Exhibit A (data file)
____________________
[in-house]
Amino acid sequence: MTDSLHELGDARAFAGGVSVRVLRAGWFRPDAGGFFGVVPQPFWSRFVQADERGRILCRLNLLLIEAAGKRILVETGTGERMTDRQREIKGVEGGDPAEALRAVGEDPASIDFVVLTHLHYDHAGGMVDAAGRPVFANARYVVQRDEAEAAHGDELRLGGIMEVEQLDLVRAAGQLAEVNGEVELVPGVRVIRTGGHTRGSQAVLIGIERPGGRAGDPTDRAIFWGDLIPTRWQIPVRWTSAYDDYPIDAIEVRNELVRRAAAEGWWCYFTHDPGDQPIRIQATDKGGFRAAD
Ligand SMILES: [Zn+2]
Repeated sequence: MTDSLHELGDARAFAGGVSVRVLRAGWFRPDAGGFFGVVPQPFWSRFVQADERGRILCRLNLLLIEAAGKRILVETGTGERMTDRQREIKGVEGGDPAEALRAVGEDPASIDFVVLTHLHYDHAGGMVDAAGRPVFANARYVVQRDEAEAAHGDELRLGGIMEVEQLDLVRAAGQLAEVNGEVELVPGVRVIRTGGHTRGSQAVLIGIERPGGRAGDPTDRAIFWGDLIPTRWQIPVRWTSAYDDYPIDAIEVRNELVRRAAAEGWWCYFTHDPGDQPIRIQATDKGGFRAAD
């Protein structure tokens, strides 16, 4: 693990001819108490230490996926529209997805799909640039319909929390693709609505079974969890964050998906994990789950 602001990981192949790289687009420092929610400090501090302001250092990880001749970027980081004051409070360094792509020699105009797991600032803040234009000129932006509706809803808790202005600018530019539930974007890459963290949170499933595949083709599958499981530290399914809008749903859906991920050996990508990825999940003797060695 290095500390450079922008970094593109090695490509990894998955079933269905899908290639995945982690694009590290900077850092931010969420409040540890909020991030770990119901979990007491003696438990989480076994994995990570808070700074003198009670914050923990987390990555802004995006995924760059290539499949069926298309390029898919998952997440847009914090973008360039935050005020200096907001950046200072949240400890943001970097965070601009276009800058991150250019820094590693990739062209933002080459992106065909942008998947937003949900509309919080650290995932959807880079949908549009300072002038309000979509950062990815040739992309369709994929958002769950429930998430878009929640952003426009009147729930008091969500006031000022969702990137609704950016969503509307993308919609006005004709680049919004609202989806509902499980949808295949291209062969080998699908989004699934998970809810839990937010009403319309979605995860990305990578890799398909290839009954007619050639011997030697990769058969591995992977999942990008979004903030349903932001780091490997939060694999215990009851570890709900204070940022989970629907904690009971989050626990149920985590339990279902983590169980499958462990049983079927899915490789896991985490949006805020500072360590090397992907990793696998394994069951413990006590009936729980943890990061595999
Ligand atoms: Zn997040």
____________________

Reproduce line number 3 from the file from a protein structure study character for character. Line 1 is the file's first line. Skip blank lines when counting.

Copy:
Ligand SMILES: [Zn+2]